Event-driven architecture can be understood in many ways, but the main idea is that systems and services react to different kinds of events. This kind of architecture can help to make an organization’s systems more reactive and certain changes to processes can be implemented more easily. For example “customer-created event” could be emitted when a new customer is created. Then services and systems that are interested in this event could process the event and act accordingly. If a new service is interested in this then the functionality would be easy to implement.
Like with all other architectures there are trade-offs and fallacies with event-driven architecture. One biggest problem and the trade-off is that event-driven systems can become complex and hard to understand. The “bigger picture” might be lost in the details and making sense of the process and what is being done in it, might be hard to understand. Martin Fowler has for example mentioned, “The danger is that it’s very easy to make decoupled systems with event notification, without realizing that you’re losing sight of that larger-scale flow, and thus set yourself up for trouble in future years”.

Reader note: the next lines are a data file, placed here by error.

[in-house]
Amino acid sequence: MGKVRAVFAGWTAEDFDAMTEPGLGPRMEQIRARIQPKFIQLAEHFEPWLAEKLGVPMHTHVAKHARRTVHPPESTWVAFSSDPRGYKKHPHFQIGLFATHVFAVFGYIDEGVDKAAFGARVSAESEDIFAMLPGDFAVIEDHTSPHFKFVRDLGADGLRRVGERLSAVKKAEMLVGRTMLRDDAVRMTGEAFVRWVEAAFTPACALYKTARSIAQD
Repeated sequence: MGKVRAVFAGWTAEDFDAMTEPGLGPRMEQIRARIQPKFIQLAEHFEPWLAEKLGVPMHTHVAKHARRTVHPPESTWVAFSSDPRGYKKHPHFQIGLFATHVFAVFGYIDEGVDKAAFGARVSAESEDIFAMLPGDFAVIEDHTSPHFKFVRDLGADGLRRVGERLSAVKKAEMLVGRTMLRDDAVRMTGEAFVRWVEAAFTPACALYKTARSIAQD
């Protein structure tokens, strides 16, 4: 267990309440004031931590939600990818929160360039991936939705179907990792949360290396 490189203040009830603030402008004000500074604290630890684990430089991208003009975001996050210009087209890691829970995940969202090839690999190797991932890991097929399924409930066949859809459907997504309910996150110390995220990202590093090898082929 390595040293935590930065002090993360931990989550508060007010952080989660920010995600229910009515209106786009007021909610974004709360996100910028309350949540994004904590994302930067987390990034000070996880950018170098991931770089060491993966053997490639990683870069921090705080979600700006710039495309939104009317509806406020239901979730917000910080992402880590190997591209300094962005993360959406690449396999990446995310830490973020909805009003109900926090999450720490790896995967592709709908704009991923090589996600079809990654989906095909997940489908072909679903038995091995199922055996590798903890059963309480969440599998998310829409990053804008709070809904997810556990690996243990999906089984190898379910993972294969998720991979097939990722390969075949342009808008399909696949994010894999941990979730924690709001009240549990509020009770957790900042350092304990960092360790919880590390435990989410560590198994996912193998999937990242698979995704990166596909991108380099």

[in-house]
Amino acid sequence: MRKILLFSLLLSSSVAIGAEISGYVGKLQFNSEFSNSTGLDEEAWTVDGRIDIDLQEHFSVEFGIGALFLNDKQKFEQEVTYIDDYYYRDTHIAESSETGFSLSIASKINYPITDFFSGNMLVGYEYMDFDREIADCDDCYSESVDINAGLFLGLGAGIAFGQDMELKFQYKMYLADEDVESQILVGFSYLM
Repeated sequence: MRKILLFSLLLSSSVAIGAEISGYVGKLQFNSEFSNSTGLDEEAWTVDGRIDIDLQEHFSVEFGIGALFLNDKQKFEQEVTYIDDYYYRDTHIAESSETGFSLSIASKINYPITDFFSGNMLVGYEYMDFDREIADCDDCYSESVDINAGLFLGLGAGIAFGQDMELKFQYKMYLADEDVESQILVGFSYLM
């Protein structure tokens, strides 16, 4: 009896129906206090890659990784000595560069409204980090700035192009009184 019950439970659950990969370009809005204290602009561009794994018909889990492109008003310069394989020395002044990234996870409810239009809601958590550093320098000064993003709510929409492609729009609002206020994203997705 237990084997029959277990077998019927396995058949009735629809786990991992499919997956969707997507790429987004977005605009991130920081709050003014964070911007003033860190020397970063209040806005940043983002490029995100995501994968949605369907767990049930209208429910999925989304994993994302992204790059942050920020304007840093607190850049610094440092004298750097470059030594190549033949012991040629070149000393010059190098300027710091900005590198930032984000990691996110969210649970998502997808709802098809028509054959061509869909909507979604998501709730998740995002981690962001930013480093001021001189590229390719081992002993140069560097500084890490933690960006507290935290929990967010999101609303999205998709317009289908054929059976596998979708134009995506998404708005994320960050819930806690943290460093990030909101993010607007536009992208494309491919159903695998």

One thing that organizations can do to prevent this, is to document the processes that these events and services are implementing. Also, some kind of lightweight process and integration system can help to make some sense of this. These systems can listen to the same events and orchestrate what events are sent and in which order. Another way that these systems could help is that they would just be a tool for monitoring the business processes.
The main point of this rambling is that like with other architectures and methodologies is that there is no “silver bullet” and every approach that the organization takes, needs good planning. Every architectural approach needs to be carefully thought and planned.